Institut für Astronomie und Astrophysik
Universität Kiel, 24098 Kiel, Germany
Phone: +49-431-880-4103, Fax: +49-431-880-4100
Astronomy & Astrophysics 313, 497-516 (1996)
Based on two-dimensional numerical radiation hydrodynamics simulations of time-dependent compressible convection, we have studied the structure and dynamics of a variety of shallow stellar surface convection zones. Our present grid of models includes detailed simulations of surface convection in solar-type stars, main-sequence A-type stars and cool DA white dwarfs, as well as numerical experiments to study convection and overshoot at the base of the solar convection zone.
Taking into account a realistic equation of state (including the effects of ionization) and adopting an elaborate treatment of non-local radiative transfer (with appropriate grey or frequency-dependent opacities), our simulations are designed to represent specific stellar objects characterized by Teff, logg, and chemical composition. Contrary to solar-type stars, the A-type stars and cool DA white dwarfs investigated here have shallow convection zones which fit into the computational domain together with thick stable buffer layers on top and below, thus permit the study of convective overshoot under genuine conditions.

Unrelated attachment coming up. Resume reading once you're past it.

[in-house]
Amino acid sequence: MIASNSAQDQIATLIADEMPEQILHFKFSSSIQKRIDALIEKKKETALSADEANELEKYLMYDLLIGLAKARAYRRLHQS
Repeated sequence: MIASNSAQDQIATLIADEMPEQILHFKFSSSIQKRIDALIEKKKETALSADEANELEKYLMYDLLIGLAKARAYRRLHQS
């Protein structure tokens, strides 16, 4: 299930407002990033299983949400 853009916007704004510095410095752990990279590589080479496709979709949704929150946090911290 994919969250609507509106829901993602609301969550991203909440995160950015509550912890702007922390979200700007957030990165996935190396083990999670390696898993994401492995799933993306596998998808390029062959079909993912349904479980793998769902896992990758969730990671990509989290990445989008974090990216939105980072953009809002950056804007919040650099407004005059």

We find that convective motions extend well beyond the boundary of the convectively unstable region, with vertical velocities decaying exponentially with depth in the deeper parts of the lower overshoot region, as expected for linear g--modes. Even though convective velocities are reduced by orders of magnitude, they are still able to counteract molecular diffusion. For a quantitative description of convective mixing in the far overshoot layers we have derived a depth dependent diffusion coefficient from the numerical simulations. In combination with otherwise independent 1D diffusion calculations for a trace element, this allows the determination of the ``effective depth'' of the overshoot region. For a typical main-sequence A-type star (Teff=7943K, logg=4.34) the mass in the overshoot region exceeds the mass in the unstable region by approximately a factor 10. The amount of overshoot in cool DA white dwarfs (around Teff=12200K) is even larger: the convectively mixed mass is increased by roughly a factor 100.
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